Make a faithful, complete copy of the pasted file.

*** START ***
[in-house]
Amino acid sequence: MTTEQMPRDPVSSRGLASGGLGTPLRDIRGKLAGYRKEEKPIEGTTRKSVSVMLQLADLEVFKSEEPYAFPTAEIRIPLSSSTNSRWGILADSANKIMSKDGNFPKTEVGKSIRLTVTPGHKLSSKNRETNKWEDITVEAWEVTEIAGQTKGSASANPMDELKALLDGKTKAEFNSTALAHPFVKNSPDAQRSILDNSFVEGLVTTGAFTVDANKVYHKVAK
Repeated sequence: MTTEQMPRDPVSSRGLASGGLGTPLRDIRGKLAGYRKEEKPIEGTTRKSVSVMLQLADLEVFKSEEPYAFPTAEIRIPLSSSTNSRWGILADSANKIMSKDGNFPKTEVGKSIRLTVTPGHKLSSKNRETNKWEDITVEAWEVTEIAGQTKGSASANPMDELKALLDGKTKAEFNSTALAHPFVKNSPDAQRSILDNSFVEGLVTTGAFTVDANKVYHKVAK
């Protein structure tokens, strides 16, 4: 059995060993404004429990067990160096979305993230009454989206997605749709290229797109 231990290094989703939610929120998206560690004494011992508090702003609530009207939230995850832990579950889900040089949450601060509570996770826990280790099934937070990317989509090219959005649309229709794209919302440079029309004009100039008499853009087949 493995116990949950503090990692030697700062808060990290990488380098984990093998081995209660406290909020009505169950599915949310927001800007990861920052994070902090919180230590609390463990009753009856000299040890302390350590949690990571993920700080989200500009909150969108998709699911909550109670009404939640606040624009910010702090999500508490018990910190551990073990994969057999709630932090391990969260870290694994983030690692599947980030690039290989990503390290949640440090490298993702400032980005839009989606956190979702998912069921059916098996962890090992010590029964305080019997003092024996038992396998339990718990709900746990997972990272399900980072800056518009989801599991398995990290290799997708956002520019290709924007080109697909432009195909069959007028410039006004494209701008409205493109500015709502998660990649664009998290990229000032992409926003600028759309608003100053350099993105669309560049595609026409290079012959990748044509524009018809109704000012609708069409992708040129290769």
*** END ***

[in-house]
Amino acid sequence: MTTEQMPRDPVSSRGLASGGLGTPLRDIRGKLAGYRKEEKPIEGTTRKSVSVMLQLADLEVFKSEEPYAFPTAEIRIPLSSSTNSRWGILADSANKIMSKDGNFPKTEVGKSIRLTVTPGHKLSSKNRETNKWEDITVEAWEVTEIAGQTKGSASANPMDELKALLDGKTKAEFNSTALAHPFVKNSPDAQRSILDNSFVEGLVTTGAFTVDANKVYHKVAK
Repeated sequence: MTTEQMPRDPVSSRGLASGGLGTPLRDIRGKLAGYRKEEKPIEGTTRKSVSVMLQLADLEVFKSEEPYAFPTAEIRIPLSSSTNSRWGILADSANKIMSKDGNFPKTEVGKSIRLTVTPGHKLSSKNRETNKWEDITVEAWEVTEIAGQTKGSASANPMDELKALLDGKTKAEFNSTALAHPFVKNSPDAQRSILDNSFVEGLVTTGAFTVDANKVYHKVAK
């Protein structure tokens, strides 16, 4: 059995060993404004429990067990160096979305993230009454989206997605749709290229797109 231990290094989703939610929120998206560690004494011992508090702003609530009207939230995850832990579950889900040089949450601060509570996770826990280790099934937070990317989509090219959005649309229709794209919302440079029309004009100039008499853009087949 493995116990949950503090990692030697700062808060990290990488380098984990093998081995209660406290909020009505169950599915949310927001800007990861920052994070902090919180230590609390463990009753009856000299040890302390350590949690990571993920700080989200500009909150969108998709699911909550109670009404939640606040624009910010702090999500508490018990910190551990073990994969057999709630932090391990969260870290694994983030690692599947980030690039290989990503390290949640440090490298993702400032980005839009989606956190979702998912069921059916098996962890090992010590029964305080019997003092024996038992396998339990718990709900746990997972990272399900980072800056518009989801599991398995990290290799997708956002520019290709924007080109697909432009195909069959007028410039006004494209701008409205493109500015709502998660990649664009998290990229000032992409926003600028759309608003100053350099993105669309560049595609026409290079012959990748044509524009018809109704000012609708069409992708040129290769």